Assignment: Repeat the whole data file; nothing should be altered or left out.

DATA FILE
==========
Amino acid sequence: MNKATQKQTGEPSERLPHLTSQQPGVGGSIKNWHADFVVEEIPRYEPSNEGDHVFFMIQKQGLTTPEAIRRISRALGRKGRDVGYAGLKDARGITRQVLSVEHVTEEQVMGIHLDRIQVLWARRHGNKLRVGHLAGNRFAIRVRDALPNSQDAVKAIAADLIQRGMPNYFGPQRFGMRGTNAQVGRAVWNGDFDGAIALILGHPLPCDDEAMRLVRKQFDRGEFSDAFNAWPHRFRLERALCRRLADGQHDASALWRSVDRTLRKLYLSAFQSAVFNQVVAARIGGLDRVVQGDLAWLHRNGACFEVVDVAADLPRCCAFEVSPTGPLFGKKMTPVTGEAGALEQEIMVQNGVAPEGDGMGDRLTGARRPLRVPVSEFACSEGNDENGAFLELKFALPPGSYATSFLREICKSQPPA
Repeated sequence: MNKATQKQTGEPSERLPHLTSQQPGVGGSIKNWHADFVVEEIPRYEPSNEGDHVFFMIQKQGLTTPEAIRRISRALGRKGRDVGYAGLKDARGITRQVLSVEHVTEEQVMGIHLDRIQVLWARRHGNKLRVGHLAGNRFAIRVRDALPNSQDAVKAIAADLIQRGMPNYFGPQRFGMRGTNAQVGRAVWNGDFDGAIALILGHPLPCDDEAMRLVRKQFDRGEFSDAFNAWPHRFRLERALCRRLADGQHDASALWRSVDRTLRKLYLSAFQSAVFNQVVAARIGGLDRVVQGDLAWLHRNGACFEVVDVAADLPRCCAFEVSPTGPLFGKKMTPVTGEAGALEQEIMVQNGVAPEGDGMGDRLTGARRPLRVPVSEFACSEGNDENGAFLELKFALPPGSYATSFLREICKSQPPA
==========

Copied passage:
Amino acid sequence: MNKATQKQTGEPSERLPHLTSQQPGVGGSIKNWHADFVVEEIPRYEPSNEGDHVFFMIQKQGLTTPEAIRRISRALGRKGRDVGYAGLKDARGITRQVLSVEHVTEEQVMGIHLDRIQVLWARRHGNKLRVGHLAGNRFAIRVRDALPNSQDAVKAIAADLIQRGMPNYFGPQRFGMRGTNAQVGRAVWNGDFDGAIALILGHPLPCDDEAMRLVRKQFDRGEFSDAFNAWPHRFRLERALCRRLADGQHDASALWRSVDRTLRKLYLSAFQSAVFNQVVAARIGGLDRVVQGDLAWLHRNGACFEVVDVAADLPRCCAFEVSPTGPLFGKKMTPVTGEAGALEQEIMVQNGVAPEGDGMGDRLTGARRPLRVPVSEFACSEGNDENGAFLELKFALPPGSYATSFLREICKSQPPA
Repeated sequence: MNKATQKQTGEPSERLPHLTSQQPGVGGSIKNWHADFVVEEIPRYEPSNEGDHVFFMIQKQGLTTPEAIRRISRALGRKGRDVGYAGLKDARGITRQVLSVEHVTEEQVMGIHLDRIQVLWARRHGNKLRVGHLAGNRFAIRVRDALPNSQDAVKAIAADLIQRGMPNYFGPQRFGMRGTNAQVGRAVWNGDFDGAIALILGHPLPCDDEAMRLVRKQFDRGEFSDAFNAWPHRFRLERALCRRLADGQHDASALWRSVDRTLRKLYLSAFQSAVFNQVVAARIGGLDRVVQGDLAWLHRNGACFEVVDVAADLPRCCAFEVSPTGPLFGKKMTPVTGEAGALEQEIMVQNGVAPEGDGMGDRLTGARRPLRVPVSEFACSEGNDENGAFLELKFALPPGSYATSFLREICKSQPPA